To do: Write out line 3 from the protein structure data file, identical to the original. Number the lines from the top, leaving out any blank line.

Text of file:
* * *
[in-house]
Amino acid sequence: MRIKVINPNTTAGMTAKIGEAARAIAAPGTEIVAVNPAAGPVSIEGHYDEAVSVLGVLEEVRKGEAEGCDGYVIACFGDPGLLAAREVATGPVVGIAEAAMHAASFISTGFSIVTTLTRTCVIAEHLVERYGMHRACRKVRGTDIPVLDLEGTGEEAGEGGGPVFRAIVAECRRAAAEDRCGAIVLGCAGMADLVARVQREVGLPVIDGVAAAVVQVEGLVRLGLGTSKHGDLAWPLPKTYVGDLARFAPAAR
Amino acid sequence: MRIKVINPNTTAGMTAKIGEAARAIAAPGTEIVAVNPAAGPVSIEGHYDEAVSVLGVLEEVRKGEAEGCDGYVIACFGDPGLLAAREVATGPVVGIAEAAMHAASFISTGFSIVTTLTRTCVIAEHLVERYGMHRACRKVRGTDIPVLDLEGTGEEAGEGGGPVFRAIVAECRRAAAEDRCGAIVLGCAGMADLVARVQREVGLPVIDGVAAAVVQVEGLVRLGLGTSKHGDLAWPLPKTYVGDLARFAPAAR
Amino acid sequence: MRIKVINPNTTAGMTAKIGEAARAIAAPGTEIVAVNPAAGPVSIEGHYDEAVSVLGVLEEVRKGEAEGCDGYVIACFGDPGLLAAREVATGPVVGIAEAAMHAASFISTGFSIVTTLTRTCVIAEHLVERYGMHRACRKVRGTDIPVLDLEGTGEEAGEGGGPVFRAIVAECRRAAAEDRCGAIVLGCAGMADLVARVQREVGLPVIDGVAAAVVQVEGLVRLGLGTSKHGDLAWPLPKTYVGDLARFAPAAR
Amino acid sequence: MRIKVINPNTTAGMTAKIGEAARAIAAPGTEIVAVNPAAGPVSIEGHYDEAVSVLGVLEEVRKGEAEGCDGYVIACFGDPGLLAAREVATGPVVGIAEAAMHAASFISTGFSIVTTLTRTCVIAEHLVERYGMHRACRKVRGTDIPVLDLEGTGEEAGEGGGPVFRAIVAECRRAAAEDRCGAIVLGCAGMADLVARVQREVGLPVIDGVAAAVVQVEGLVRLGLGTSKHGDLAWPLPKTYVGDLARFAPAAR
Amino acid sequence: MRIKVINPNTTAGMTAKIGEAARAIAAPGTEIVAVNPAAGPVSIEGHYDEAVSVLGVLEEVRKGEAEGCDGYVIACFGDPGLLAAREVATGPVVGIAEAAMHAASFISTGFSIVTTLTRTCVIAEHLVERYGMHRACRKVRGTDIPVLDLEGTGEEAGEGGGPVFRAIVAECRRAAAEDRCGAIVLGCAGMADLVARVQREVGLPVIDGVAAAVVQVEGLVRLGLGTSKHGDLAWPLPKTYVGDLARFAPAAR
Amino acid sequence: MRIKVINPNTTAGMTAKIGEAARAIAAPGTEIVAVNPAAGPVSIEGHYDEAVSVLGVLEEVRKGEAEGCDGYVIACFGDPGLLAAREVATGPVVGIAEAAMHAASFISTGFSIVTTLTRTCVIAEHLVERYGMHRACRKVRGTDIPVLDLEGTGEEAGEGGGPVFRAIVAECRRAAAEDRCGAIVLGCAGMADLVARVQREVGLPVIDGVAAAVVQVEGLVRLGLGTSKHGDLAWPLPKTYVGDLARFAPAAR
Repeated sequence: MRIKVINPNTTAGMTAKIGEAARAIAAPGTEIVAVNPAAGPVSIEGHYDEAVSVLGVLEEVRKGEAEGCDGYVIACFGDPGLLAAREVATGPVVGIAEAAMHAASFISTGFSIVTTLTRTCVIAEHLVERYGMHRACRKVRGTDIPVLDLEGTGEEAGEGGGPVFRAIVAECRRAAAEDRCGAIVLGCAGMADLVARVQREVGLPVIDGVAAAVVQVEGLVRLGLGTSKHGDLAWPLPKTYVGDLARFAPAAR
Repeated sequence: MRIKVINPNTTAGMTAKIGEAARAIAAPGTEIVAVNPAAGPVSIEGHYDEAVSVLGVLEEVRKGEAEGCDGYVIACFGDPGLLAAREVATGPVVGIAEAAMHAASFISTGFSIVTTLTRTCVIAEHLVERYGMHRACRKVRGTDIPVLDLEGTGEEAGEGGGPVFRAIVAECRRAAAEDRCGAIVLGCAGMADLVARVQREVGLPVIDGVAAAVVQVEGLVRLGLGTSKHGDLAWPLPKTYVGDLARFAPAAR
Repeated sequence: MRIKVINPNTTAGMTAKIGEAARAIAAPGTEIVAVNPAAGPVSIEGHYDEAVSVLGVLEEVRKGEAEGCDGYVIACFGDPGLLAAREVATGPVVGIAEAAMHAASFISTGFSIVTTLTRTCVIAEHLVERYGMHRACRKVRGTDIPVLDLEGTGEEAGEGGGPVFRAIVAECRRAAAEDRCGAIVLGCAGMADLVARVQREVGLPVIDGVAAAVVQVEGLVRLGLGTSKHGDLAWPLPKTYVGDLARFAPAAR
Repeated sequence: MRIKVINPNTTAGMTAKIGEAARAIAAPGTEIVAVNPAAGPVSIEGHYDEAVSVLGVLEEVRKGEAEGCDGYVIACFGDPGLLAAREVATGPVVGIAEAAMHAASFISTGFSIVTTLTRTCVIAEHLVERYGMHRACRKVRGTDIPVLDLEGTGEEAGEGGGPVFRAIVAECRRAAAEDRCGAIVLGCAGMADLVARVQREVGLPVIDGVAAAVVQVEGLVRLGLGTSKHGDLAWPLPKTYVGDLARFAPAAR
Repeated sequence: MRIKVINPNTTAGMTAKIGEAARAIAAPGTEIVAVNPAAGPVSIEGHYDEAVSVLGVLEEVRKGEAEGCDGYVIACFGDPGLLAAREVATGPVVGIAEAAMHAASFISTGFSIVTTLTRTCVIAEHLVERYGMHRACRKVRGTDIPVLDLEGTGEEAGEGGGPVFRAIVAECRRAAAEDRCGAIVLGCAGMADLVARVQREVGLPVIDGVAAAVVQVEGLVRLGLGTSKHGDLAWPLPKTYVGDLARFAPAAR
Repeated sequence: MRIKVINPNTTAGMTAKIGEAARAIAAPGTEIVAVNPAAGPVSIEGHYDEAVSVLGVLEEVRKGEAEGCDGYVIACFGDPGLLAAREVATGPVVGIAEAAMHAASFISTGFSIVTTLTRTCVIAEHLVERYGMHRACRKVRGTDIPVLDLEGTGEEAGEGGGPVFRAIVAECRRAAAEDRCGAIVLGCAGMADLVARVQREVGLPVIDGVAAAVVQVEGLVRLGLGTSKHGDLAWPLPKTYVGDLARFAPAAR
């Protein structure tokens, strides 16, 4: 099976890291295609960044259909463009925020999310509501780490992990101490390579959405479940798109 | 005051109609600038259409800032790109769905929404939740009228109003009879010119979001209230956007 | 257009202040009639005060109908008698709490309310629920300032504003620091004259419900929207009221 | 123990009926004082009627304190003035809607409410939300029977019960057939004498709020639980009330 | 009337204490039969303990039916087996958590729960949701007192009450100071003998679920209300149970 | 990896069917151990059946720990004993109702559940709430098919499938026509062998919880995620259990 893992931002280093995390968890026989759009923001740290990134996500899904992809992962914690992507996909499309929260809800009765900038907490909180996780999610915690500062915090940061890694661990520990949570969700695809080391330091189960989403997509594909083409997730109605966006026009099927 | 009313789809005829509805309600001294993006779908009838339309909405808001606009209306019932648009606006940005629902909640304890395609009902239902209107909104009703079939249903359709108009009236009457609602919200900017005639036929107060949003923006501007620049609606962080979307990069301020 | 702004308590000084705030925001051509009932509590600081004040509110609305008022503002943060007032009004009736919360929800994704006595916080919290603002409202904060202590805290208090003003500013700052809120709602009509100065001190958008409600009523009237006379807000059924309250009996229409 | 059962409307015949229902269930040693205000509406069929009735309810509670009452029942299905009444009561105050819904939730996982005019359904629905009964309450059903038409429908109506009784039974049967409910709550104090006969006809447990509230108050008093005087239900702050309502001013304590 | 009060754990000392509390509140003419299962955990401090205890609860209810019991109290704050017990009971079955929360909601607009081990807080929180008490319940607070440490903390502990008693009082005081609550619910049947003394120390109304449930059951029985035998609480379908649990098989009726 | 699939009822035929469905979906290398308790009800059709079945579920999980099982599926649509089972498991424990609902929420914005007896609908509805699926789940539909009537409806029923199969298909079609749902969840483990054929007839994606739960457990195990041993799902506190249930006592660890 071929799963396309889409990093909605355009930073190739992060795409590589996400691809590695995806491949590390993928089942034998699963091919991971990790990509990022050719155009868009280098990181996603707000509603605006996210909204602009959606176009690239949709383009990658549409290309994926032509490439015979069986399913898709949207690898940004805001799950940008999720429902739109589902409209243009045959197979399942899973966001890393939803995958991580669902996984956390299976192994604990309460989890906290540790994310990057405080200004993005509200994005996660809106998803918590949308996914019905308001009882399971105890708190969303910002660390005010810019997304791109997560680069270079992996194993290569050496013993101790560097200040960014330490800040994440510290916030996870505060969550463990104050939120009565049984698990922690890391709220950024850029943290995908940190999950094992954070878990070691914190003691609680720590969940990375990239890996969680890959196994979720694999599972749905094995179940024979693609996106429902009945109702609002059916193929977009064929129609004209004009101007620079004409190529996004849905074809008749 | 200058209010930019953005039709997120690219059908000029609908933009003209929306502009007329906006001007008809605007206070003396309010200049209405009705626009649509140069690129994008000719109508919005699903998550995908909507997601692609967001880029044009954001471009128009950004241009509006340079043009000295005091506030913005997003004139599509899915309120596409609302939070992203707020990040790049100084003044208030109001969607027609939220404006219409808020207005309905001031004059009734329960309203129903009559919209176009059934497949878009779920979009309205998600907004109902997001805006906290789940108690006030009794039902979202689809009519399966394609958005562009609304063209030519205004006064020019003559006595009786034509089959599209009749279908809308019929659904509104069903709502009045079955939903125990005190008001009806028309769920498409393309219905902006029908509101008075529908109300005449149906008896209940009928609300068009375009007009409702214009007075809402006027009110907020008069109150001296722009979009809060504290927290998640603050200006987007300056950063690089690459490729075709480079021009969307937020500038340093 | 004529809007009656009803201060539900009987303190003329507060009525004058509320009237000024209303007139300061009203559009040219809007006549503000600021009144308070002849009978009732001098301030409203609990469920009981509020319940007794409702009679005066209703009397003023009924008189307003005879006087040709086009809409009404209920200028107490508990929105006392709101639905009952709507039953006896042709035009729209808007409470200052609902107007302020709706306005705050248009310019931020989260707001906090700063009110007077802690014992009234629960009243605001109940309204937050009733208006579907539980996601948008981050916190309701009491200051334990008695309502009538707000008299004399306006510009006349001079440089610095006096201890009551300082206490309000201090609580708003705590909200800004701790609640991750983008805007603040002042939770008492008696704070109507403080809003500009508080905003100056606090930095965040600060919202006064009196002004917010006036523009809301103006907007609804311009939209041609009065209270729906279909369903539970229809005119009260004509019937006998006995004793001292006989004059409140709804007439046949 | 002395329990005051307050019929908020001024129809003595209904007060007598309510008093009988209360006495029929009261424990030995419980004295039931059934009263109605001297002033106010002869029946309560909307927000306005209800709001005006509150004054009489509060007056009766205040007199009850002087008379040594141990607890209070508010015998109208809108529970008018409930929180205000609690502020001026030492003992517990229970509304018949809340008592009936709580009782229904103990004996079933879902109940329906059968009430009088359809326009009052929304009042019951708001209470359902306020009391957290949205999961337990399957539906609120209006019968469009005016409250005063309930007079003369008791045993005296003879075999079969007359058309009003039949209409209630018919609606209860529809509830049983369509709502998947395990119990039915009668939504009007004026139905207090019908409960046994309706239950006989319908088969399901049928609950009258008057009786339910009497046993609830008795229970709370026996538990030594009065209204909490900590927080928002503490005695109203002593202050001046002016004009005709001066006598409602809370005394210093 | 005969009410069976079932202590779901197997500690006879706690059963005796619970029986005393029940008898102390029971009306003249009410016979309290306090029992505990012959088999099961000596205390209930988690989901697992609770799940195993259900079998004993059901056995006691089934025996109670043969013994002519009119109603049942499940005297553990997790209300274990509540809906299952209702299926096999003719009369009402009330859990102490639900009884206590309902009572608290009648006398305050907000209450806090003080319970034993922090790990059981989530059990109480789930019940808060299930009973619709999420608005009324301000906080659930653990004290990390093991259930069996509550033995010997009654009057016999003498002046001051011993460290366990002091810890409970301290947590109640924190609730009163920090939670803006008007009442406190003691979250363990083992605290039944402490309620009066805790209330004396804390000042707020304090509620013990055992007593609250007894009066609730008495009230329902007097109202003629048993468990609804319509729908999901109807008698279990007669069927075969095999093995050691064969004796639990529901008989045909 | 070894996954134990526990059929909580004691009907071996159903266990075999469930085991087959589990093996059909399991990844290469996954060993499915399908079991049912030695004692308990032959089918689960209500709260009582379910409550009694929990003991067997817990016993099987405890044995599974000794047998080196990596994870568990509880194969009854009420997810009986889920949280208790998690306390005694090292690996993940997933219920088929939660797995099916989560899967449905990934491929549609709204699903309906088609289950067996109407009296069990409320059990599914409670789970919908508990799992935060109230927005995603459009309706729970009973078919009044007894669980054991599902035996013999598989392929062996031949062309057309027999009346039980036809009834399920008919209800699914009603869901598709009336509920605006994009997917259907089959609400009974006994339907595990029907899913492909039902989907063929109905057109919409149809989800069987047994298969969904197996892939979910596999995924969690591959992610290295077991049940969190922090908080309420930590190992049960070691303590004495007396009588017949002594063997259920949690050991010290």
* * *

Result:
Amino acid sequence: MRIKVINPNTTAGMTAKIGEAARAIAAPGTEIVAVNPAAGPVSIEGHYDEAVSVLGVLEEVRKGEAEGCDGYVIACFGDPGLLAAREVATGPVVGIAEAAMHAASFISTGFSIVTTLTRTCVIAEHLVERYGMHRACRKVRGTDIPVLDLEGTGEEAGEGGGPVFRAIVAECRRAAAEDRCGAIVLGCAGMADLVARVQREVGLPVIDGVAAAVVQVEGLVRLGLGTSKHGDLAWPLPKTYVGDLARFAPAAR